The ketogenic diet is usually used as an alternative therapy for children with drug-resistant epilepsy, but it is also occasionally practiced in the management of some other health conditions.
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This diet is the first-line treatment for some metabolic diseases and can also be an alternative treatment for many other conditions. There are varying levels of evidence to support the use of the diet for these conditions. In some circumstances, the ketogenic diet may be harmful to the individual patient and is contraindicated for use.
Children with drug-resistant epilepsy
The ketogenic diet is most commonly indicated for children with epilepsy who have tried and failed treatment with two to three anticonvulsant medications.
This recommendation is based on the probability of success, which is approximately 10%, that an alternative anticonvulsant medication after two have failed. As the chance of success is so low, the ketogenic diet is often the preferable option that will offer the most benefit.
The diet may be considered earlier, even before pharmacotherapy in some cases, for particular health conditions, including:
- Dravet syndrome
- Infantile spasms
- Myoclonic-astatic epilepsy
- Tuberous sclerosis complex
There are also several other health conditions for which the ketogenic diet is recommended as a first-line treatment. These include:
- Pyruvate dehydrogenase (E1) deficiency
- Glucose transporter 1 deficiency syndrome
These congenital metabolic diseases prevent the body’s ability to use carbohydrates as an energy source and, therefore, have a higher dependence on ketone bodies as an energy source.
Some health professionals also claim there is a place for the ketogenic diet in the treatment of various other conditions, such as:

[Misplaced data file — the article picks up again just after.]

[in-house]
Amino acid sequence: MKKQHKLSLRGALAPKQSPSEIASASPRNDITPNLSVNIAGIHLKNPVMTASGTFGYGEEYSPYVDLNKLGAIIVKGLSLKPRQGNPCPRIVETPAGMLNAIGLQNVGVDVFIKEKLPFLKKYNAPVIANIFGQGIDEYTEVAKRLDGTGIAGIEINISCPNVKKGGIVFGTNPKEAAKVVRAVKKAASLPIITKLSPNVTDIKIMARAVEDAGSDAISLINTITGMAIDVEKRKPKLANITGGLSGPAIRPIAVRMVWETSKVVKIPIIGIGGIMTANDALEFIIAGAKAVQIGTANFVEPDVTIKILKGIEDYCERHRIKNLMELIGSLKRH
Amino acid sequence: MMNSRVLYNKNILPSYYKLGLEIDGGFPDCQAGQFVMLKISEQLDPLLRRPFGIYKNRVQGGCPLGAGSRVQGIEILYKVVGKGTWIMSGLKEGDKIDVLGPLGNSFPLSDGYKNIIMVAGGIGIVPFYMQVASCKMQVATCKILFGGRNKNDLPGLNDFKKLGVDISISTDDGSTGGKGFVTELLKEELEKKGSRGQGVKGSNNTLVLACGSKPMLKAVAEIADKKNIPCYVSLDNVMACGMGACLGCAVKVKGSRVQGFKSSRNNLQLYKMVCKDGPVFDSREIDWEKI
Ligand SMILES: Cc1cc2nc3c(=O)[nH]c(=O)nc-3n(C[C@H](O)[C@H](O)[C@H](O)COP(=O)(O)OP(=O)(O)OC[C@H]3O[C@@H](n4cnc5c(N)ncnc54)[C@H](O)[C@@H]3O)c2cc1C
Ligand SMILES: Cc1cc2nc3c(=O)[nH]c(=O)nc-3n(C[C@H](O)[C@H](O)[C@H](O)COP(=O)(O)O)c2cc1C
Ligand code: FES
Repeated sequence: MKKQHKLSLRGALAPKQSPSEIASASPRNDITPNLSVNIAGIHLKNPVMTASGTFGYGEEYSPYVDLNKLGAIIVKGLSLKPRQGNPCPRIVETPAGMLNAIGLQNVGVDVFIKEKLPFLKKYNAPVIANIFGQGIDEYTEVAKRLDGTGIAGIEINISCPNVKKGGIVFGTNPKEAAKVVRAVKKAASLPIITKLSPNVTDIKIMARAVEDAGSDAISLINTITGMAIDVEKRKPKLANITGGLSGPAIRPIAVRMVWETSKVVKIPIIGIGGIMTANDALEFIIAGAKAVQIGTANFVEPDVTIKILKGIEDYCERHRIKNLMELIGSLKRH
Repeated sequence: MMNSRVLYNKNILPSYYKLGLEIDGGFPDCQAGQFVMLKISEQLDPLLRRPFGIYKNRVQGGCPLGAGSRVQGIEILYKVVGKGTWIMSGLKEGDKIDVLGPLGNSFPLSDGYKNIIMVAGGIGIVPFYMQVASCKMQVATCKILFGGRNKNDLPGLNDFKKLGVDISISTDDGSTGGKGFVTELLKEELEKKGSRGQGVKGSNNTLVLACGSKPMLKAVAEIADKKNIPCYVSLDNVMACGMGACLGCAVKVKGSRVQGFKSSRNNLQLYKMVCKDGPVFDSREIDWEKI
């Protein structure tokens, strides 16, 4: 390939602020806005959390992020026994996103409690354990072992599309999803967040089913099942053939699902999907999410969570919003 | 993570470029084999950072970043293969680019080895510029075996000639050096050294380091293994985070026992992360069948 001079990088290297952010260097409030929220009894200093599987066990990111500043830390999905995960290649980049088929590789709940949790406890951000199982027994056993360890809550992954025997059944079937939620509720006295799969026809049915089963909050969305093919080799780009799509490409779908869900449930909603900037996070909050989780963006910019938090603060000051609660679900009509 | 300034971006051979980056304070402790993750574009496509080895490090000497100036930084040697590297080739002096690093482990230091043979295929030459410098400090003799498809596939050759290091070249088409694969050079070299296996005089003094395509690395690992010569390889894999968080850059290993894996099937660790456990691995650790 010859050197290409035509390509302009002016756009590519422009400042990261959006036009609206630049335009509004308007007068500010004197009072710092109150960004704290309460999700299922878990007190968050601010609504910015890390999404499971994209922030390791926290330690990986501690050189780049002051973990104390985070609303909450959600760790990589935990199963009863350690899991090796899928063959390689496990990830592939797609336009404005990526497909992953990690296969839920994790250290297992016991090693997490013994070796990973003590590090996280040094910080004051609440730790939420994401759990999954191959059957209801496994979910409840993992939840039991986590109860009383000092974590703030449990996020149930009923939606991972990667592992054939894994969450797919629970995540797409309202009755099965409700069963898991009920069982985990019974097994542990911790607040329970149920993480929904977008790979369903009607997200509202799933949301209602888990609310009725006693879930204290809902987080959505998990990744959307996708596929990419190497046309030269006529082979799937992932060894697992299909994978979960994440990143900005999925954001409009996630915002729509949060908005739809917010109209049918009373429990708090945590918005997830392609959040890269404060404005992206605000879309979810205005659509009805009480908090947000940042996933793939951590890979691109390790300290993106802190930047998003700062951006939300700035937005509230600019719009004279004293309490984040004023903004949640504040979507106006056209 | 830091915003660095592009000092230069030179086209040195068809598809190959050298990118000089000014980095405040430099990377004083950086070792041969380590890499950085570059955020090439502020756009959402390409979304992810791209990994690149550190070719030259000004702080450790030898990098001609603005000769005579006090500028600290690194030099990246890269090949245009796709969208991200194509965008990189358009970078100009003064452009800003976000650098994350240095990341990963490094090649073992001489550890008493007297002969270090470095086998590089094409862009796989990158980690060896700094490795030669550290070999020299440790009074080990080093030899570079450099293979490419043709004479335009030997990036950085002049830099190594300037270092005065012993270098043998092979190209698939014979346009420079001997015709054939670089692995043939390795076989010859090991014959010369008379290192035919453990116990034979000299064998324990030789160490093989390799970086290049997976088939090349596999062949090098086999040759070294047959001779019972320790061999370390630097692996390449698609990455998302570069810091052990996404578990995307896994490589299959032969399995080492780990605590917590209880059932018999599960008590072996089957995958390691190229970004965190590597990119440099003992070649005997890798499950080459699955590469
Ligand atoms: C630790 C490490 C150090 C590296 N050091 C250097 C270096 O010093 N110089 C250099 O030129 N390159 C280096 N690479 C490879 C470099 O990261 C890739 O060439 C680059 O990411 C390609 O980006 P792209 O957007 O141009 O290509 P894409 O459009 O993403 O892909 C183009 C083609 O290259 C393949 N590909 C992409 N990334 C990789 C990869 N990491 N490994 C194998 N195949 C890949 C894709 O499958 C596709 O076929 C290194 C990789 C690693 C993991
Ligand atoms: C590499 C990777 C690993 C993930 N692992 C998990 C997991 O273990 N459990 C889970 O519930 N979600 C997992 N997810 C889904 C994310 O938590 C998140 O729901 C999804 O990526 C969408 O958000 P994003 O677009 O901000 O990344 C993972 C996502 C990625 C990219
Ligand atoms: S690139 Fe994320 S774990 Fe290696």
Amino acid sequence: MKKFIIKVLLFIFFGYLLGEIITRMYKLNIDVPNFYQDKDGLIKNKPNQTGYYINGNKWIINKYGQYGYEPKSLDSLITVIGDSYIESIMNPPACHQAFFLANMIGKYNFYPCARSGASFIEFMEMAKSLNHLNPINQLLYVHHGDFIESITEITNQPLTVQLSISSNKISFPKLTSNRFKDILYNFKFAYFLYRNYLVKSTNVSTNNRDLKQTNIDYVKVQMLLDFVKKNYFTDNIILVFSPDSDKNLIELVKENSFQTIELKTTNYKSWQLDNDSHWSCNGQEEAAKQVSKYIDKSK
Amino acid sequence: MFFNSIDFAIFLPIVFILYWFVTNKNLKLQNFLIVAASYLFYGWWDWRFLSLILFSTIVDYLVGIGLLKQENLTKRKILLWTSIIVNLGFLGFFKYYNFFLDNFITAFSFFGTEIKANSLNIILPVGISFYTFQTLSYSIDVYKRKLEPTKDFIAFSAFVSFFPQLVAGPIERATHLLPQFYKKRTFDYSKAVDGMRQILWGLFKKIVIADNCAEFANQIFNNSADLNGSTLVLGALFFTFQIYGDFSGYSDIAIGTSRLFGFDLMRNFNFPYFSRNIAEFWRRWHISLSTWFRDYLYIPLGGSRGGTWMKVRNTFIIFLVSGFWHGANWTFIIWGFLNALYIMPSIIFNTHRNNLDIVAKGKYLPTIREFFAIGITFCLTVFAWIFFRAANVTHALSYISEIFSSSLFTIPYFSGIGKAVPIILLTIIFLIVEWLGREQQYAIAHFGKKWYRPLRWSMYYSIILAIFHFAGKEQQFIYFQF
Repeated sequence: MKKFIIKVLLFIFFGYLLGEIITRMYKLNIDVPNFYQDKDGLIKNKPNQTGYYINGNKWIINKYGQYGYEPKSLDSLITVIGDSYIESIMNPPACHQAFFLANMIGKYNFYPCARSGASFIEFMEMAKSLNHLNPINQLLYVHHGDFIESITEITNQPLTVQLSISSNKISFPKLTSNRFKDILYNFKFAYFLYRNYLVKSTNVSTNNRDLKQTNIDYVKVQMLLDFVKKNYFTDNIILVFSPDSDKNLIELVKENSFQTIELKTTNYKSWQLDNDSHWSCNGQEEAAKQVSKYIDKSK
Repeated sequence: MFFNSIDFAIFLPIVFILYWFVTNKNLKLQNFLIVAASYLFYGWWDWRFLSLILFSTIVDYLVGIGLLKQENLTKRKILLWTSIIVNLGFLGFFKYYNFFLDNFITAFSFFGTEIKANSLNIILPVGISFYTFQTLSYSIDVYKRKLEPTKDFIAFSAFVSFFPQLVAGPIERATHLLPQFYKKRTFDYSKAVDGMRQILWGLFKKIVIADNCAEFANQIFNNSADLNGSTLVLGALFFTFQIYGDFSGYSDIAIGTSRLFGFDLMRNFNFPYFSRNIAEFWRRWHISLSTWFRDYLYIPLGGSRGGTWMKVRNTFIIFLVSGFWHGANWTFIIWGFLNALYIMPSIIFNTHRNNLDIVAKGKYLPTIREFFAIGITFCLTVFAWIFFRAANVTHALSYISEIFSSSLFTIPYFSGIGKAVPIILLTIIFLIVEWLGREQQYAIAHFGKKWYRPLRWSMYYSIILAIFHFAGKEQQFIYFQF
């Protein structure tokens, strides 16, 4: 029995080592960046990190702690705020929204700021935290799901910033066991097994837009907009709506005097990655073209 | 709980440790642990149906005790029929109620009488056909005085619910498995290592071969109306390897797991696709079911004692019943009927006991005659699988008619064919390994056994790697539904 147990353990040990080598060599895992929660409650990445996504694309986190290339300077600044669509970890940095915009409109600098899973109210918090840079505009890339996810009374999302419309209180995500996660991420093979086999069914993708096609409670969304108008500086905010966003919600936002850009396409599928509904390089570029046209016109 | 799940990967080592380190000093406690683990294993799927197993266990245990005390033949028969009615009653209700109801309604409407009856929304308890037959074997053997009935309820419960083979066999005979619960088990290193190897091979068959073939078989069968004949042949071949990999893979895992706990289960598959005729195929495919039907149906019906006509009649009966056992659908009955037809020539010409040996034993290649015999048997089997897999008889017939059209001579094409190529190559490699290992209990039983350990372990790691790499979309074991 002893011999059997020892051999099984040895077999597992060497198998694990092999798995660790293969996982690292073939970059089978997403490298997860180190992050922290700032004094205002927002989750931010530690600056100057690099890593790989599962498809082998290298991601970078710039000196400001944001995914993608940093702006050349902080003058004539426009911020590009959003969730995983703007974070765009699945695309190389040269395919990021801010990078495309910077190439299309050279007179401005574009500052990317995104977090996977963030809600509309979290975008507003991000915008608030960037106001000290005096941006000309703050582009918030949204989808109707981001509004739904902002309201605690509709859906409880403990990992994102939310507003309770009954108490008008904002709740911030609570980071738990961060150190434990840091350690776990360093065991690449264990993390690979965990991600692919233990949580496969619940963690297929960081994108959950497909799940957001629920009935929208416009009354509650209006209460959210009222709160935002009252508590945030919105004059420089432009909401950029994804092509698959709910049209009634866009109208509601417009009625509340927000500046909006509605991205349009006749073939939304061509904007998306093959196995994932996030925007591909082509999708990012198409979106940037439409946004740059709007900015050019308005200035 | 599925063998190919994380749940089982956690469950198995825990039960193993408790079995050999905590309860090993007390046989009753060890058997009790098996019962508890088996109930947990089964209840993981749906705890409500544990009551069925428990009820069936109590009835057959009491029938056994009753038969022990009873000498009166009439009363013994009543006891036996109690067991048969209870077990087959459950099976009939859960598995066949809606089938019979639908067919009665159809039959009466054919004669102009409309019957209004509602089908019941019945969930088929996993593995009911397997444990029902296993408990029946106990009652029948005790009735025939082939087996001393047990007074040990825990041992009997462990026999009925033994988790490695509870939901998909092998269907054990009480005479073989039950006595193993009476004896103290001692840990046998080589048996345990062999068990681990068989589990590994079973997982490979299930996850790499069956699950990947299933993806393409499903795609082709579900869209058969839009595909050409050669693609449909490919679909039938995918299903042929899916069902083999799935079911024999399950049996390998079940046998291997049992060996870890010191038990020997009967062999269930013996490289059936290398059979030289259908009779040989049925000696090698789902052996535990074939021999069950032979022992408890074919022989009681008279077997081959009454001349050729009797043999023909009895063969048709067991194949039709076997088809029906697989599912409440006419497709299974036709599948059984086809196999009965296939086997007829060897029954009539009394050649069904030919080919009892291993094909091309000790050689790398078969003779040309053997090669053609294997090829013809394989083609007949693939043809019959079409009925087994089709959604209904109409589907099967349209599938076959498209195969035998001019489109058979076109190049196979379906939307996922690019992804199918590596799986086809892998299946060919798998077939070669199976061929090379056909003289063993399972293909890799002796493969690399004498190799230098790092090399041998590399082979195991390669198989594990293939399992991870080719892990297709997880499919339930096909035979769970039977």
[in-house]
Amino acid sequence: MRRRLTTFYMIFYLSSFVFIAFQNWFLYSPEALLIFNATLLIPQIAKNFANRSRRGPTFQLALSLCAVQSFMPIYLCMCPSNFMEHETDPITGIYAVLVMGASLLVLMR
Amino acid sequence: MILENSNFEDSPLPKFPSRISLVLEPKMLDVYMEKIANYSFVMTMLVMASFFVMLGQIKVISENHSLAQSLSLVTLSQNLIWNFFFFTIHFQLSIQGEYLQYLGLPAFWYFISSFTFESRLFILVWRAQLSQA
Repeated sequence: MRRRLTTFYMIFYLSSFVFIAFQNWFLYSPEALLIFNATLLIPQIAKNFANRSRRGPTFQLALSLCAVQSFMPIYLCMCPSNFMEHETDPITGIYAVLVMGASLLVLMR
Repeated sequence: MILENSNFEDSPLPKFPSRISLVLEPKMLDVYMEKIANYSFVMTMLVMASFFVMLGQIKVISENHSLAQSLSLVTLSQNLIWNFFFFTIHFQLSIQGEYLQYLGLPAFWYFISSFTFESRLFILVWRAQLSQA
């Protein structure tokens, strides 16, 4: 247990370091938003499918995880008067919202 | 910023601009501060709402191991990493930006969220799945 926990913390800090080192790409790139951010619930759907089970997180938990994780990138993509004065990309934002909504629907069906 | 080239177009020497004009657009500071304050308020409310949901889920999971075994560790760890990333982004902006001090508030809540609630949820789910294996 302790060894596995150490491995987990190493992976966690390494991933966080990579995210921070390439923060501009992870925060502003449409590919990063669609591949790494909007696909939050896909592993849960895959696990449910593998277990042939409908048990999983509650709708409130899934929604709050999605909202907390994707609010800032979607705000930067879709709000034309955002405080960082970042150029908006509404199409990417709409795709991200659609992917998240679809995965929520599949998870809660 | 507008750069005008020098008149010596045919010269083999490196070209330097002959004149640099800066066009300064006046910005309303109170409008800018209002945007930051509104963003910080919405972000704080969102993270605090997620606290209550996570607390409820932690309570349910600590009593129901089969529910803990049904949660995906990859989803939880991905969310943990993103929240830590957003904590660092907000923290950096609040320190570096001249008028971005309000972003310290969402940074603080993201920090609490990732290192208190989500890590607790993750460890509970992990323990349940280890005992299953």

- Polycystic Ovary Syndrome
- Diabetes mellitus type 2
- Amyotrophic lateral sclerosis
- Alzheimer’s disease
- Parkinson’s disease
Small improvements in these conditions have been noted in some cases, although there is insufficient evidence to recommend this diet as a therapeutic choice. The ketogenic diet may also be protective in patients with traumatic brain injury, stroke, and cancer.
The ketogenic diet is contraindicated in patients with the following health conditions:
- Pyruvate carboxylase deficiency
- Fat metabolism disorders
If an individual is unable to metabolize fatty acids to produce ketone bodies as an energy source, they must rely on carbohydrates as their primary fuel. If these individuals were to follow the ketogenic diet, their bodies would be forced to consume stored protein to gain energy, which will eventually lead to ketoacidosis and possibly fatal outcomes.
The ketogenic diet is not usually recommended for adults with epilepsy. The National Institute for Health and Clinical Excellence in the United Kingdom advises against the use of this diet to manage epilepsy in adults.
However, approximately one in three centers that focus on the treatment of epilepsy occasionally recommended the diet for use by adult patients. In some cases, variants of the ketogenic diet with fewer restrictions on carbohydrate intake are considered more beneficial for adolescents and adults.
Although it is not absolutely contraindicated, children with a focal lesion that is likely to be responsible for causing the seizures are likely to benefit more from surgery than the implementation of the ketogenic diet.